a) How do you decide when to use formal or informal assessments? How is assessment done in informal ways?
Formal assessments may be used when your objective is to accurately identify whether an individual’s performance can outdo that of his peers or to identify comparable strengths and weaknesses with peers, whereas, informal assessments may be used if the objective is to measure an individual’s ability against a pre-established criterion to indicate how well he knows the specific content domain that is covered by the test.
There are several methods by which informal assessments can be done. They are as follows:
1. Observation- enables teachers to identify children’s behavior and document performance before making decisions. This may be done by looking/ watching children in a systematic way.
2. Anecdotal record- provides insight into a particular behavior and may be a basis for planning a specific teaching strategy. Teachers can give a brief written description of student behavior at one time.
3. Running Record- helps obtain a more detailed insight into a behavior over a period of time. Teachers may focus on a sequence of events that occurs over time.
4. Event Sampling- helps identify when a child displays particular behavior and helps answer the question, ” Does the child do something all the time or just at certain times and events?”. Teachers may record particular events or behaviors at specific time intervals.
5. Rating Scale- enables teachers to record data when children are observed. Teachers may have a list of descriptors for a set of behaviors.
6. Checklist- enables teachers to observe easily and check off what children know and are able to do
7. Work Sample- provides concrete sample of learning and can show growth and achievement over time
8. Portfolio- provides documentation of a child’s achievement in specific areas over time and can include test scores, writing etc. Teachers may collect sample works of children.
9. Interview- allows children to explain behavior, work samples or particular answers. Teachers may engage children in discussion through questions.
b) What are some characteristics of good formal assessments? …of good informal assessments?
Some characteristics of formal assessments are:
a. They are data- driven.
b. They usually produce a written document such as a paper or test.
c. They usually receive a numerical score or grade.
d. They often contribute to a student’s final grade for a unit or course of study.
Some characteristics of informal assessments are:
a. They are unplanned.
b. They have no strict rules for administration.
c. They have no strict rules for interpretation.
d. They rely on the teacher’s judgement.
e. They are subject to modification during testing.
c) When are informal assessments useful (versus formal assessments)? How valuable are informal assessments? Can informal assessments be good ”replacements” for formal assessments?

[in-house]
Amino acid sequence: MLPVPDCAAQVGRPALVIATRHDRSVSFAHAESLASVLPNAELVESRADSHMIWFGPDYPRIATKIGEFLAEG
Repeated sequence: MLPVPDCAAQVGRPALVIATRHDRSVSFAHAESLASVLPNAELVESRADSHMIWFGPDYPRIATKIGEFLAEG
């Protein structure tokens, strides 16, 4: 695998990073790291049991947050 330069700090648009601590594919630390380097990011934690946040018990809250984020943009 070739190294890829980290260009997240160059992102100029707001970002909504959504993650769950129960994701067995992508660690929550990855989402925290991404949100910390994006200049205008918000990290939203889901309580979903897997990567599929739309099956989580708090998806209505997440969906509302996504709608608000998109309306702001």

I find that at times, informal assessments can be a better measure of one’s true skills or abilities as they have no need for a lot of planning, instead, data is received from students immediately and then planning comes afterwards. For example, after reading a story, a teacher may ask questions regarding what has been read. Those students who are able to answer the questions correctly show a clear sign of good comprehension. From there, the teacher may devise other plans on how she may get the rest of the students to understand the same story that was read. It is for this reason that I find informal assessments to be valuable as they can immediately indicate what students can actually do or perform.
Having said that though, I do not feel that an informal assessment should serve as a replacement for formal assessments. I say this because, formal assessments are useful tools that provide concrete and measurable evidences of learning especially when these assessments are constructed flawlessly. They have the ability to provide accurate data through the use of written documents ( paper or test results) that help determine one’s overall achievement and to compare that person’s achievement against others of the same age or grade.
d) How would reflective teaching skills enhance the effectiveness of informal assessment in facilitating teaching-learning? (What does it mean to reflect about teaching?)
Reflective teaching is a process in which a teacher examines her teaching practices/ strategies to determine how she may improve or modify these practices for better student learning outcomes. It is through this process that a teacher can reflect on whether her methods agree with what her students need. As teachers, it is our responsibility to not only teach but to identify how each of our students can best learn from us. We have to not only be concerned about “what” we teach them but to also be aware of “how” they can best learn from us.
Information taken from the following websites: